The latest east coast slaughter figures have started the year off sluggishly, with lower than average figures for both lamb and sheep, confirming the tight supply of stock.
The first week of trading in January saw weekly levels 22pc under the seasonal five-year average and the 287,167 lambs processed in the eastern states was 20pc lower than 20 months ago.
East coast mutton slaughter opened the season 32pc below the five-year average trend and 45pc under the 2020 pattern with a weekly slaughter total of 83,561 head.
Last week numbers improved slightly, with lamb slaughter lifting by 12pc and sheep slaughter by 7pc.
Victoria had the biggest increase for lamb slaughter rising by 17pc compared to the week prior, albeit still travelling 27pc below the same time last year.
NSW recorded a 25pc increase in sheep slaughter for the week, but was still 38pc down on last year's level.
According to Thomas Elder Markets analyst Matt Dalgleish, while it is still early in the season, with sheep markets all coming in lower than the 2020 trend, it may signal another tight season ahead.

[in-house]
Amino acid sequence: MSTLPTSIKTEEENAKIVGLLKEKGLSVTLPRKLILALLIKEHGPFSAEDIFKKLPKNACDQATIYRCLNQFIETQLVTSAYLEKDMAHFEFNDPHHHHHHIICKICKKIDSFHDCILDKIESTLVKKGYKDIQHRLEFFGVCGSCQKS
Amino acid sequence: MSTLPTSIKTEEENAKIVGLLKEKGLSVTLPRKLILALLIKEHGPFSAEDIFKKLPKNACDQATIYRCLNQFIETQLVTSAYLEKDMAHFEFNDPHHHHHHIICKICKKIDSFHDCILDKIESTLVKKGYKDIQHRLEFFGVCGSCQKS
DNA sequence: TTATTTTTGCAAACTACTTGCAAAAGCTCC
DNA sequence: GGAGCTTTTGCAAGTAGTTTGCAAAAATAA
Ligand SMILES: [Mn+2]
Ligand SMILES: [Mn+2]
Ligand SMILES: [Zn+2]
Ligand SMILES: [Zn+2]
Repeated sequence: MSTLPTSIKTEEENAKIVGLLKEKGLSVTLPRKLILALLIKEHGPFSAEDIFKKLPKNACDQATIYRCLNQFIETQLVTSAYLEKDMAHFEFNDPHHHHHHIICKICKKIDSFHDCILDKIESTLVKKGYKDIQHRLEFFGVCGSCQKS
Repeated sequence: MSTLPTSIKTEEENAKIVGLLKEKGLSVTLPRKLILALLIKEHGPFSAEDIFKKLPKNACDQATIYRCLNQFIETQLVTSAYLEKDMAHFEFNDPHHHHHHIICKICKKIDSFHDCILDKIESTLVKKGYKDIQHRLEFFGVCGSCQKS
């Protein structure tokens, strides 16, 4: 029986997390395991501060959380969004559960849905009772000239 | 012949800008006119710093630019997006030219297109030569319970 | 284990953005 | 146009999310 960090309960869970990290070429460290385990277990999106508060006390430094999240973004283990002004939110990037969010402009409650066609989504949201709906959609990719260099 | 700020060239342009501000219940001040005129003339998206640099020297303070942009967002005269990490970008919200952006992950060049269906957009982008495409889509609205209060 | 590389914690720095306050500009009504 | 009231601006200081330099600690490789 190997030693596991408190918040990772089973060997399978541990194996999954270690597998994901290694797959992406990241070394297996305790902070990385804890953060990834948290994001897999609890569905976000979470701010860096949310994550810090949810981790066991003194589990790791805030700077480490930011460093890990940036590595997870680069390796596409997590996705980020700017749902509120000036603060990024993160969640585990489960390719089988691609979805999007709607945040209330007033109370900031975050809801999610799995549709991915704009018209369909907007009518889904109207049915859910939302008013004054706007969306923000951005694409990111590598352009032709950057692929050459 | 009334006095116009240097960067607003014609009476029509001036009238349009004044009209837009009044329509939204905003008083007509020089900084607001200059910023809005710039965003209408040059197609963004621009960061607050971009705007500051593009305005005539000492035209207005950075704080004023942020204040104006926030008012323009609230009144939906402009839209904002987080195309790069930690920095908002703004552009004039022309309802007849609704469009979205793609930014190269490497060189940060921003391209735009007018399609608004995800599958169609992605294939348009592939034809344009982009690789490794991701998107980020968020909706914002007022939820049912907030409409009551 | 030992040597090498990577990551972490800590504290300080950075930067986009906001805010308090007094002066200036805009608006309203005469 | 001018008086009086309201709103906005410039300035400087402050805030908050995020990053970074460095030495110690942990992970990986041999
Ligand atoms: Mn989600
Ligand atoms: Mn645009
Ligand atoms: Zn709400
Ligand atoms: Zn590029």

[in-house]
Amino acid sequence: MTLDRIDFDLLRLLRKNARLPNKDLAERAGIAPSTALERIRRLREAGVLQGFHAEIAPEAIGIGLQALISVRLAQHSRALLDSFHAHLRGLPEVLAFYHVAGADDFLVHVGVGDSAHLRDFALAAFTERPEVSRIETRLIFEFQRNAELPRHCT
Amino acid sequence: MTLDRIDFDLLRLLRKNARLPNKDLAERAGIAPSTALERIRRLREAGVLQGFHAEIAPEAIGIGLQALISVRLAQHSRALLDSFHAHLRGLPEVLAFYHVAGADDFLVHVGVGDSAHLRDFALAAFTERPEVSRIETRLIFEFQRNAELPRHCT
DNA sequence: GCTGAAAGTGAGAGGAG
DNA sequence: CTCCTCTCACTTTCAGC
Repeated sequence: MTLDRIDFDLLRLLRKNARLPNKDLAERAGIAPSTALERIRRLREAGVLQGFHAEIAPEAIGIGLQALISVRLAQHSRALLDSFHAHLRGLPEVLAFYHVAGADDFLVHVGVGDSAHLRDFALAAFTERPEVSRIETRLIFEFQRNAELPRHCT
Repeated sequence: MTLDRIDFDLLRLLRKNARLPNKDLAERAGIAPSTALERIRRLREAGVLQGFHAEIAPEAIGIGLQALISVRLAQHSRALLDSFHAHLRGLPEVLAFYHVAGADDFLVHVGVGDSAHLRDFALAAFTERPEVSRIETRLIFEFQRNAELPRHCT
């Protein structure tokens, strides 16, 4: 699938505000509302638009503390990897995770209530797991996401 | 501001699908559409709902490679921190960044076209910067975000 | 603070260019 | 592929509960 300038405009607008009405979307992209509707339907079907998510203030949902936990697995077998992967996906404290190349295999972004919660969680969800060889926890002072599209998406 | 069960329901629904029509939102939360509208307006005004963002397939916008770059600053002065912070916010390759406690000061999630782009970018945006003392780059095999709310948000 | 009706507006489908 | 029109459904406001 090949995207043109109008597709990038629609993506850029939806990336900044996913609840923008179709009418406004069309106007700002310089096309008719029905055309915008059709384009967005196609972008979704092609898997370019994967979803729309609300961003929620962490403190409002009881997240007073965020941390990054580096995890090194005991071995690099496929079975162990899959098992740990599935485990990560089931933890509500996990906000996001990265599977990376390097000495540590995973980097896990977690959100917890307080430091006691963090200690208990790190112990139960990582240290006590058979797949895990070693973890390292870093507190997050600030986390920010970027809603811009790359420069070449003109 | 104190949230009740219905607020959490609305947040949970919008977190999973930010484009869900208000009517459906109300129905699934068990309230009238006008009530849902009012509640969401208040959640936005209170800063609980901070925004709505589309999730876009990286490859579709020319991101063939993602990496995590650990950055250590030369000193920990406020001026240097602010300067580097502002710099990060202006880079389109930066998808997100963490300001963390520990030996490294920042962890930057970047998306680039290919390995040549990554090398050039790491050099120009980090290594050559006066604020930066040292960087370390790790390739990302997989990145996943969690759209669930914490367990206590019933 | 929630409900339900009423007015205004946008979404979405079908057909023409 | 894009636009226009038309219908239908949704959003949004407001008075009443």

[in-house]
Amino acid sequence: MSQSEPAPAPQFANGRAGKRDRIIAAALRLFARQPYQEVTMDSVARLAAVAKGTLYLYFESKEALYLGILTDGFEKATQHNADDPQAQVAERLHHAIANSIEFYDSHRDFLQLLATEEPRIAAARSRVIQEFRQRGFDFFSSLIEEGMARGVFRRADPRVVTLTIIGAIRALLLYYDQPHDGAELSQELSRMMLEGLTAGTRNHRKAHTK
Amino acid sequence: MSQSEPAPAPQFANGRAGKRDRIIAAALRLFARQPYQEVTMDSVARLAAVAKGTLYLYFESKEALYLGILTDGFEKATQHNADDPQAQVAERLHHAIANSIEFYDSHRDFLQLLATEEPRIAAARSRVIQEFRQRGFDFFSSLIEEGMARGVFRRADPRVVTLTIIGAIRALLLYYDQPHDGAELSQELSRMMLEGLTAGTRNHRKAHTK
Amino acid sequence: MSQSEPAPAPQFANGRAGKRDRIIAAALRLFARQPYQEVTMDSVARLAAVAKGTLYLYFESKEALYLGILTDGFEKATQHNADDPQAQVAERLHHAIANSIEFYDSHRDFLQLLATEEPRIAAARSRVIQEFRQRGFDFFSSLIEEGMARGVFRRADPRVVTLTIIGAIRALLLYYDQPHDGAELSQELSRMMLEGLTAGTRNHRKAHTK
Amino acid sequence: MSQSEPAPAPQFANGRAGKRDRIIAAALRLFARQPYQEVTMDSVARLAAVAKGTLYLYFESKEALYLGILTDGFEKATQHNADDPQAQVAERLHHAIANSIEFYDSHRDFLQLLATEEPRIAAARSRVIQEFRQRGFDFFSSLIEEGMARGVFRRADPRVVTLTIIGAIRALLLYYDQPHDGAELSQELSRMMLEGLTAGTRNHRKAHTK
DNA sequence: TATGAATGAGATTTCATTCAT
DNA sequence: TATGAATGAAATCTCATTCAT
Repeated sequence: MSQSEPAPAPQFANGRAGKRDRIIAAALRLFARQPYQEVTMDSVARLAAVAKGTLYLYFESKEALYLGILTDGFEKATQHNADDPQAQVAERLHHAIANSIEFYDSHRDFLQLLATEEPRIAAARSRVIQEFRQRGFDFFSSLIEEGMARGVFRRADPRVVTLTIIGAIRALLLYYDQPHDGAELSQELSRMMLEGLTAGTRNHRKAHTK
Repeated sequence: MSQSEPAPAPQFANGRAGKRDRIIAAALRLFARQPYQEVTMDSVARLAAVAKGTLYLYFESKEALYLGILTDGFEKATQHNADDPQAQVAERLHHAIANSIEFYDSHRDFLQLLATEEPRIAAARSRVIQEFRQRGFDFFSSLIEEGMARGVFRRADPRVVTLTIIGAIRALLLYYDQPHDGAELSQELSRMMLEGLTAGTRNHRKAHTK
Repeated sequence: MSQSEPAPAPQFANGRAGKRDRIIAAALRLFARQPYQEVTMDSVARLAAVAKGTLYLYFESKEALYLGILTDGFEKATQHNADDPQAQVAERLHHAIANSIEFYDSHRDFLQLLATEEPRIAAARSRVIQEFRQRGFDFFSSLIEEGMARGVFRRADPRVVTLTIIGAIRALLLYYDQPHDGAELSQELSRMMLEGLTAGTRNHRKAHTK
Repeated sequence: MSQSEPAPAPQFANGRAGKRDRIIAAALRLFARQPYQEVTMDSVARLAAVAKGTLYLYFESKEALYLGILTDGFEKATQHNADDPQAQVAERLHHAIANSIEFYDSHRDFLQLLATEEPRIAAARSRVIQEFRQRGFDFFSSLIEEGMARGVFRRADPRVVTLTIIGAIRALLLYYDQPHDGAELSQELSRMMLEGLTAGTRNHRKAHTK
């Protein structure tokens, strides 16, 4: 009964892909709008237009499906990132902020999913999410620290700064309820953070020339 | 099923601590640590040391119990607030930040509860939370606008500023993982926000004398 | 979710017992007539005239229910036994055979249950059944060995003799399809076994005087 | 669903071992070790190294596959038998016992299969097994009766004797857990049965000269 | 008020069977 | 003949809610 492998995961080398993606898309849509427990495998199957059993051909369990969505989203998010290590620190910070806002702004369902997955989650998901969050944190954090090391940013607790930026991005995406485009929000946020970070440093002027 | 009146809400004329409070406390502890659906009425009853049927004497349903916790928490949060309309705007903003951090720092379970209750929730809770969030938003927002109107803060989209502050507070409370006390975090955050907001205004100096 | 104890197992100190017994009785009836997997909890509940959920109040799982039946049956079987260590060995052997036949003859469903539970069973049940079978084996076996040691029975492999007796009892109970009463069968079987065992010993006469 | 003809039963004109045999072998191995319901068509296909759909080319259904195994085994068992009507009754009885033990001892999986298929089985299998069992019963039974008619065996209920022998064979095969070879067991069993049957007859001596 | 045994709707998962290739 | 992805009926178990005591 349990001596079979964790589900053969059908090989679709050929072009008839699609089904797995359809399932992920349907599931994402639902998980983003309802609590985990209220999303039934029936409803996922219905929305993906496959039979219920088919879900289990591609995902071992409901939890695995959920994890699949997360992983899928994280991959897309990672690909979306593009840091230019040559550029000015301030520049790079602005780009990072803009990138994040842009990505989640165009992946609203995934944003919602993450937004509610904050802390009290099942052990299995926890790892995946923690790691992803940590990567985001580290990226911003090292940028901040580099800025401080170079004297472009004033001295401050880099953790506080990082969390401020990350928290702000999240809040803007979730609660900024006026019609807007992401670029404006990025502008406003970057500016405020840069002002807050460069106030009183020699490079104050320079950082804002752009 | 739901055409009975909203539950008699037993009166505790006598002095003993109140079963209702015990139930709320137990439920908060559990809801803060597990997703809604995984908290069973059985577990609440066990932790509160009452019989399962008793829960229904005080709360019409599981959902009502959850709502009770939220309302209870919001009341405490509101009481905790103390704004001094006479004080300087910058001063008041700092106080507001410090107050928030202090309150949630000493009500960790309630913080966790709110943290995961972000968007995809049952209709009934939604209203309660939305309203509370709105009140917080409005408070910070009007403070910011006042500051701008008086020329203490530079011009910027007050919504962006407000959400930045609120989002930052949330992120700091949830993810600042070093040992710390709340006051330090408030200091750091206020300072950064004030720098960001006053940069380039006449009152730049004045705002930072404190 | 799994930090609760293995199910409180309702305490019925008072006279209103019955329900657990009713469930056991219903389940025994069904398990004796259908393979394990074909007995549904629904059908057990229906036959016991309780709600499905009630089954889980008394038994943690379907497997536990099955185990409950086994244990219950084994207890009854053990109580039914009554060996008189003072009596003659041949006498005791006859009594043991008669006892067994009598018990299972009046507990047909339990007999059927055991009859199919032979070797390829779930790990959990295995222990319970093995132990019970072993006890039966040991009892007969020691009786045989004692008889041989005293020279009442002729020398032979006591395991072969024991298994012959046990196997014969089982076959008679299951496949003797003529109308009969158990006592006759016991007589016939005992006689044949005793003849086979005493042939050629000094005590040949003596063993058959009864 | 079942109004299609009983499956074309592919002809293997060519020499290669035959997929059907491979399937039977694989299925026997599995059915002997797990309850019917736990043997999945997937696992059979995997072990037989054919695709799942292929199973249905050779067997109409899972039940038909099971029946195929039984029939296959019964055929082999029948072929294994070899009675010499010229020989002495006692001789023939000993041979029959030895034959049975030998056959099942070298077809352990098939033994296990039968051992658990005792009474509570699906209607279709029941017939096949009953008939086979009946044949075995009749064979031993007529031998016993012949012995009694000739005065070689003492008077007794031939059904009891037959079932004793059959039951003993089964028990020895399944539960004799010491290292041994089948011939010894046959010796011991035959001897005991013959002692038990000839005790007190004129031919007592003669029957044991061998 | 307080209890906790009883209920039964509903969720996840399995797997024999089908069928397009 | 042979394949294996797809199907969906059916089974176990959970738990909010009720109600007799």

"The sheep slaughter rates could be a pre-curser to what may be in store this season in terms of tightness of supply," he said.
"If you look at sheep slaughter compared to lamb last season, sheep stayed on the lower end of normal for most of the season whereas lamb, depending on where it was in the season, there were times when lamb slaughter was back up at average or above average.
"I think a good proportion of that was due to restocking. If you look at the break-down of slaughter across the states, it was evident in some of those slaughter figures out of NSW.
"NSW was keeping the eastern states lower with the big incentive to rebuild flocks."
He predicts the appetite to continue the flock rebuild in NSW will continue to be strong.
"Slaughter rates is one of those indicators that can show where the industry is in terms of rebuild or destocking," he said.
East coast lamb throughput is sitting 16pc ahead of the average trend for this time in the year and 29pc above the volumes seen during this week in 2020.
"I think this is due to the strong opening prices for lamb. The ESTLI opened the season at over 880c/kg ,which is a big jump compared to what it closed at at the end of last year," he said.
"I was surprised to see that 880c/kg level, but it has eased over this first few weeks and I think now the proper volumes are starting to come through that are more reflective of what we are likely to see."